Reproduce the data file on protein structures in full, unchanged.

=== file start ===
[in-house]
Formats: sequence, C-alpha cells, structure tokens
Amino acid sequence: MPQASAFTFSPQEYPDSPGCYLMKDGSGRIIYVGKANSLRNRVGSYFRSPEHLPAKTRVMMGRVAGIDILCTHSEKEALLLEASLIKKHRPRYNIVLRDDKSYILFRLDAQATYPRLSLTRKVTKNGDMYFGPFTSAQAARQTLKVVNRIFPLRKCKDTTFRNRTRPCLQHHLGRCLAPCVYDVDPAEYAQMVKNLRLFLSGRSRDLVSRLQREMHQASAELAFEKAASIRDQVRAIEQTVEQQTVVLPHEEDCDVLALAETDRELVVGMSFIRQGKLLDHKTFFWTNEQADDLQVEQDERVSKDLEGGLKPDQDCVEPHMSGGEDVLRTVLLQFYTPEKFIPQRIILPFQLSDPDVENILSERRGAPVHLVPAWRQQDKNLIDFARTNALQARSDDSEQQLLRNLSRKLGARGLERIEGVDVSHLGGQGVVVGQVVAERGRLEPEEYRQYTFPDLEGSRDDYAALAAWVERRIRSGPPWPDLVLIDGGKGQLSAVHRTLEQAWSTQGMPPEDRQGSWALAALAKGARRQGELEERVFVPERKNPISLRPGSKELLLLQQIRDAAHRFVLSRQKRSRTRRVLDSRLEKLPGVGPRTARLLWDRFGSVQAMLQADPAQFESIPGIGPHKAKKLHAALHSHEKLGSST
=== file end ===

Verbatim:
[in-house]
Formats: sequence, C-alpha cells, structure tokens
Amino acid sequence: MPQASAFTFSPQEYPDSPGCYLMKDGSGRIIYVGKANSLRNRVGSYFRSPEHLPAKTRVMMGRVAGIDILCTHSEKEALLLEASLIKKHRPRYNIVLRDDKSYILFRLDAQATYPRLSLTRKVTKNGDMYFGPFTSAQAARQTLKVVNRIFPLRKCKDTTFRNRTRPCLQHHLGRCLAPCVYDVDPAEYAQMVKNLRLFLSGRSRDLVSRLQREMHQASAELAFEKAASIRDQVRAIEQTVEQQTVVLPHEEDCDVLALAETDRELVVGMSFIRQGKLLDHKTFFWTNEQADDLQVEQDERVSKDLEGGLKPDQDCVEPHMSGGEDVLRTVLLQFYTPEKFIPQRIILPFQLSDPDVENILSERRGAPVHLVPAWRQQDKNLIDFARTNALQARSDDSEQQLLRNLSRKLGARGLERIEGVDVSHLGGQGVVVGQVVAERGRLEPEEYRQYTFPDLEGSRDDYAALAAWVERRIRSGPPWPDLVLIDGGKGQLSAVHRTLEQAWSTQGMPPEDRQGSWALAALAKGARRQGELEERVFVPERKNPISLRPGSKELLLLQQIRDAAHRFVLSRQKRSRTRRVLDSRLEKLPGVGPRTARLLWDRFGSVQAMLQADPAQFESIPGIGPHKAKKLHAALHSHEKLGSST